Nutrition Fact 4: Microgreens Are a Good Source of Vitamin E

    Back in 1967, a team of scientists from Yale University showed that young pea seedlings grown in light contain significant levels of tocopherol (vitamin E). Similarly, the researchers responsible for the 2012 microgreen study found substantial amounts of tocopherols in the tested greens. The amount of alpha-tocopherol and gamma-tocopherol combined ranged from 7.9 to 126.8 milligrams per 100 grams, with green daikon radish microgreens scoring the highest value in this analysis. For adults, the recommended daily allowance for vitamin E is 15 milligrams of alpha-tocopherol, meaning that eating just a small amount of daikon radish microgreens would cover your daily requirement for this important antioxidant vitamin.

    Nutrition Fact 5: Greens – Even if Small in Size – Contain Vitamin K

    The Yale study on pea microgreens – or young pea seedlings as they were called back then – also discovered that the seedlings started to produce large amounts of vitamin K when they were exposed to light. But that's hardly big news. Vitamin K functions as an electron acceptor when chlorophyll – abundant in all green plants including microgreens – absorbs sunlight to produce carbohydrates and oxygen during photosynthesis. Vitamin K also offers health benefits for humans by promoting normal blood clotting and preventing excessive bruising. Vitamin K also plays an important role in maintaining strong and healthy bones.

    The 2012 microgreen study analyzed the levels of phylloquinone (the type of vitamin K produced by plants) in different micro-sized greens, and found the highest levels of vitamin K in amaranth microgreens (Red Garnet variety). The researchers observed marked differences in vitamin K concentration between different microgreens, with the values ranging from 0.6 to 4.1 micrograms per gram.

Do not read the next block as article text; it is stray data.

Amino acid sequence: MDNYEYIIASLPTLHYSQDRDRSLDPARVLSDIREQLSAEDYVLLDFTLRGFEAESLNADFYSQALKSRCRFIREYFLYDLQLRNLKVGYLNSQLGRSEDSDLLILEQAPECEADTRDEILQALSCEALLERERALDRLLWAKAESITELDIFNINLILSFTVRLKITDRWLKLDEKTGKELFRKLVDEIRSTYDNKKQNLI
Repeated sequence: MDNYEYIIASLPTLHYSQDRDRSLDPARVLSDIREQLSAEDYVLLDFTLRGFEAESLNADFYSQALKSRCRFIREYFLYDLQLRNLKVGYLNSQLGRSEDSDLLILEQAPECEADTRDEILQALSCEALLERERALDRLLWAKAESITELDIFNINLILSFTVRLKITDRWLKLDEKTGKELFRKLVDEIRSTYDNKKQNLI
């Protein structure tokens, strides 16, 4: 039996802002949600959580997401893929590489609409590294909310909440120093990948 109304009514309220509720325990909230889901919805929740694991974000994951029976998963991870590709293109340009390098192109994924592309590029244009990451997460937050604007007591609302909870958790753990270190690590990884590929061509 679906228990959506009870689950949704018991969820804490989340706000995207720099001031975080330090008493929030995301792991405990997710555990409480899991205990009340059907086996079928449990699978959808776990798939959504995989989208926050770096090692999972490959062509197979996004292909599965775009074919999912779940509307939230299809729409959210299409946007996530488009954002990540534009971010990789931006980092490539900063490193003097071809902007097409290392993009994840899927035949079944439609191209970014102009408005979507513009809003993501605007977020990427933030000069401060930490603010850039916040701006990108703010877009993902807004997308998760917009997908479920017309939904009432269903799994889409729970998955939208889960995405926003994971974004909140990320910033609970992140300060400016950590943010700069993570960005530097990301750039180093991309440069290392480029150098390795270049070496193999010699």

• Microgreen Recipes Packed With Macro Flavor

    Sure, microgreen desserts may be hard to turn up, but the appeal of eats doesn’t end with sweets. Nope, this roundup of gorgeous recipes showcases the appeal of surprisingly flavor-packed microgreens. Not to be confused with sprouts, these tiny leaves simply come about from a super young harvest of a wide variety of veggies and herbs. It couldn’t be easier to start cooking with these tasty, nutrient-dense greens! Click Here for over 1,235 Microgreens Recipes you can make with our Microgreens!

    A handful of spring onion and radish microgreens top outstanding, hand-chopped salmon burgers that simply burst with herbal flavor. (via Wild Greens and Sardines)

    I get on a kick with something and then… I never let it go. That’s these. I found the microgreens and I’m now obsessed. Any microgreens will do – they add a lovely little burst of color and some texture to the pizza – and I like that I replaced my usual go-to arugula with them. (via Jessica at How Sweet Eats)

    I’ve often grown sprouts in a jar during the winter months which is a great source of greens, but to be honest, I much prefer biting into a tender microgreen. Microgreens are very popular with chefs because they’re so tasty and elegant. You can get creative with your microgreens to make delicious salads. I recommend sticking to a light vinaigrette, so you can taste the delicate shoots and not overpower them. (via Aube at PBS Food)

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    Kelsey Lynne Brown

    Henry James Draper